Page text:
GALVESTON - As the trial into a 2010 BP emission which allegedly lasted six weeks moves toward the one-month mark, the petrochemical company's legal team anticipates its turn to call in its designated witnesses.
In a short dialogue with Galveston County 56th District Court Judge Lonnie Cox away from the jury's presence the morning of Sept. 23, Houston attorney Kenneth Tekell of Tekell, Book, Allen & Morris LLP inquired when those testifying for BP will be able to speak.
BP currently faces legal action over the failure of the hydrogen compressor in its Texas City refinery’s ultracracker unit, which went offline on April 6, 2010, and subsequently caused a chemical leak.
More than more than 50,000 people sued over the emissions for at least $200,000 in damages, each original petition asserting about 540,000 pounds of chemicals and compounds — including at least 17,000 pounds of benzene — had been released into the facility now belonging to Marathon Petroleum Co. and neighboring area.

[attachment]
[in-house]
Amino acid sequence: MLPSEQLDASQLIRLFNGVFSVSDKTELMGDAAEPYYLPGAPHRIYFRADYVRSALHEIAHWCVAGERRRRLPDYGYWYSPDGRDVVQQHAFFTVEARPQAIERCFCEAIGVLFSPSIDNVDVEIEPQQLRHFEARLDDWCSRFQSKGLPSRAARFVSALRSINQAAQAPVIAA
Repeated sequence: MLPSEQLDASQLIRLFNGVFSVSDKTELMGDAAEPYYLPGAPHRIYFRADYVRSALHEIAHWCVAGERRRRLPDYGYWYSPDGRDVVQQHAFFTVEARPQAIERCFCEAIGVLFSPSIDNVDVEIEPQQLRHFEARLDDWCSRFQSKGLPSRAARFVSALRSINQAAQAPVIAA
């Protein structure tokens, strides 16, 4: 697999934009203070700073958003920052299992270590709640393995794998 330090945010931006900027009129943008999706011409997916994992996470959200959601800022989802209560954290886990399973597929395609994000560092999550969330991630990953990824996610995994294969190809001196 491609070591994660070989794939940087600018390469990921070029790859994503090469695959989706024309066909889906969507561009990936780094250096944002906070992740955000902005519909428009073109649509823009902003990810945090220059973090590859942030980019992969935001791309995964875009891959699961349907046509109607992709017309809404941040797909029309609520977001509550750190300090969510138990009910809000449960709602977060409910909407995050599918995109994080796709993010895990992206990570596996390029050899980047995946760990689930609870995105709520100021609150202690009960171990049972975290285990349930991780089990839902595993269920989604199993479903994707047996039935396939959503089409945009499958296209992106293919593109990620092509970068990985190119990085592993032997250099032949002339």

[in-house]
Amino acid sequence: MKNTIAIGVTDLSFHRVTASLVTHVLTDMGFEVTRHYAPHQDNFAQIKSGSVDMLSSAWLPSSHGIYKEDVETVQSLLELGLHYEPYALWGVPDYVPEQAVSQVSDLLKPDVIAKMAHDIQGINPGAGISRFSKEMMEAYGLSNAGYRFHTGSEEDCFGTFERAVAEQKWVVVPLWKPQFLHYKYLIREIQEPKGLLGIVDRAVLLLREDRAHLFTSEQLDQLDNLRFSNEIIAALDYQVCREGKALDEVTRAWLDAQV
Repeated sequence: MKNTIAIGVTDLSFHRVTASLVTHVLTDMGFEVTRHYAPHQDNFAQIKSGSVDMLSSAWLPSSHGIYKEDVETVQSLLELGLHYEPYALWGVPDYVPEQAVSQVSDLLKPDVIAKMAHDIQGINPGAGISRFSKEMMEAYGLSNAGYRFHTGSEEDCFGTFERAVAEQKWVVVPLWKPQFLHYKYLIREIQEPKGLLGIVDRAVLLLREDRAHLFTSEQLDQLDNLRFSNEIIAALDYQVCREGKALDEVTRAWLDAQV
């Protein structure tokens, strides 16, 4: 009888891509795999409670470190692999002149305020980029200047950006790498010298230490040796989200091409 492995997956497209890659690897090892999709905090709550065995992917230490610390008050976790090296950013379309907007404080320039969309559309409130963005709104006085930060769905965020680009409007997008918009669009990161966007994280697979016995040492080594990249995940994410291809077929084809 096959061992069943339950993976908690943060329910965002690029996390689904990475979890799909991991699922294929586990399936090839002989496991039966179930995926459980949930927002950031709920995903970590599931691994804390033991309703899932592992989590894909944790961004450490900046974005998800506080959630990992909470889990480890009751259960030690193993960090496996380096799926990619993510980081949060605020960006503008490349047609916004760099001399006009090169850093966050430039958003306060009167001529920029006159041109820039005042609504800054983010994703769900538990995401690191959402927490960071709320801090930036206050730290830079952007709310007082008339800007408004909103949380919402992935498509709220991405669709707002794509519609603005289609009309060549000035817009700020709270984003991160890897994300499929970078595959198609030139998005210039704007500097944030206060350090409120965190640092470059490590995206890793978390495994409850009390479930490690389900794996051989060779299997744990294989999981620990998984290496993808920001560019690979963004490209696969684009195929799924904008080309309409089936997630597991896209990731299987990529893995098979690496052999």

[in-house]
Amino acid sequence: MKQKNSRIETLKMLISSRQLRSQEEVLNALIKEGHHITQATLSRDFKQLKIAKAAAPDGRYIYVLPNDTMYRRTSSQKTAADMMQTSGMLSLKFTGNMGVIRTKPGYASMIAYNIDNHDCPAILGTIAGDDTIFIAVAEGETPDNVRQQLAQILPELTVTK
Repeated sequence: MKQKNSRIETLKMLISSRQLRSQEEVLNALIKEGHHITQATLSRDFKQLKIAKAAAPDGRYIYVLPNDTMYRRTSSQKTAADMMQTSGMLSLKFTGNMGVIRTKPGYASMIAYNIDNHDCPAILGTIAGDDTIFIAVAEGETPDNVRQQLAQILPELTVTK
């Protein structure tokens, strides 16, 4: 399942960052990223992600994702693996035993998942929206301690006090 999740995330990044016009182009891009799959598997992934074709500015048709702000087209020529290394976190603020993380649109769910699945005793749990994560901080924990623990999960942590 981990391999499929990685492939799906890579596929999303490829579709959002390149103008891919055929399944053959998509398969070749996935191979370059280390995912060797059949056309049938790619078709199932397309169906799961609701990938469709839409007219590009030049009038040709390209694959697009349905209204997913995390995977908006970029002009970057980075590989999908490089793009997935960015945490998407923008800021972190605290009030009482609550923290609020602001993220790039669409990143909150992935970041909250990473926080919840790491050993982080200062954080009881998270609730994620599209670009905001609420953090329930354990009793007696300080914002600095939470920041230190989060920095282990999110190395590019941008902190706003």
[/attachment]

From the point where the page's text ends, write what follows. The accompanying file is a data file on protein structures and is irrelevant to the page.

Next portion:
Houston attorney Tony Buzbee of The Buzbee Law Firm, the complainants' lead counsel, accused BP of prioritizing profits over people to which the latter countered as untrue as it tried to "be a good neighbor."
Responding to Tekell's remarks, Buzbee said he is "ahead of schedule" with making his case and will tentatively be done by the end of the week.
Meanwhile, jurors heard a video deposition from Susan Moore, an environmental specialist, and live testimony given by Dr. Ram Hashmonay, an air monitor and measurement expert.
Moore answered Buzbee's queries pertaining to an old flare tip design's purported role in the toxic event and steam-to-gas ratio while Hashmonay talked about the monitoring system near the refinery.
The outcome of the trial, which is projected to be reached in matter of six weeks, will set the precedent for how the other cases would proceed.